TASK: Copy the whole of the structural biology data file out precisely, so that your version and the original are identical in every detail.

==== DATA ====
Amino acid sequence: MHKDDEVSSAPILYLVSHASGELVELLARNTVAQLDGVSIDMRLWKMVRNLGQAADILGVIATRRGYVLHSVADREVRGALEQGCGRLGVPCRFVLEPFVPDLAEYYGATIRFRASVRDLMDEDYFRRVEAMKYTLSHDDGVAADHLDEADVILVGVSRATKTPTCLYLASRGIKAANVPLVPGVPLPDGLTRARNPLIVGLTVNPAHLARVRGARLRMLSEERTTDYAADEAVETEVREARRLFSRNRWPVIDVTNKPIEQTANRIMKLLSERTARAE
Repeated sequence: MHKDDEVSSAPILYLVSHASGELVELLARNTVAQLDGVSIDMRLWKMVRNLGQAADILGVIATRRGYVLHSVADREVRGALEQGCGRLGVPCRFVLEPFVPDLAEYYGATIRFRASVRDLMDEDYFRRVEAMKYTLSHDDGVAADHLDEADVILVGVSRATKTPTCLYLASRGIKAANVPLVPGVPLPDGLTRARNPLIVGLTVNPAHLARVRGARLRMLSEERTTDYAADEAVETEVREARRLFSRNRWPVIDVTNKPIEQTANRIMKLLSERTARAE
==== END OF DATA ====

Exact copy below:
Amino acid sequence: MHKDDEVSSAPILYLVSHASGELVELLARNTVAQLDGVSIDMRLWKMVRNLGQAADILGVIATRRGYVLHSVADREVRGALEQGCGRLGVPCRFVLEPFVPDLAEYYGATIRFRASVRDLMDEDYFRRVEAMKYTLSHDDGVAADHLDEADVILVGVSRATKTPTCLYLASRGIKAANVPLVPGVPLPDGLTRARNPLIVGLTVNPAHLARVRGARLRMLSEERTTDYAADEAVETEVREARRLFSRNRWPVIDVTNKPIEQTANRIMKLLSERTARAE
Repeated sequence: MHKDDEVSSAPILYLVSHASGELVELLARNTVAQLDGVSIDMRLWKMVRNLGQAADILGVIATRRGYVLHSVADREVRGALEQGCGRLGVPCRFVLEPFVPDLAEYYGATIRFRASVRDLMDEDYFRRVEAMKYTLSHDDGVAADHLDEADVILVGVSRATKTPTCLYLASRGIKAANVPLVPGVPLPDGLTRARNPLIVGLTVNPAHLARVRGARLRMLSEERTTDYAADEAVETEVREARRLFSRNRWPVIDVTNKPIEQTANRIMKLLSERTARAE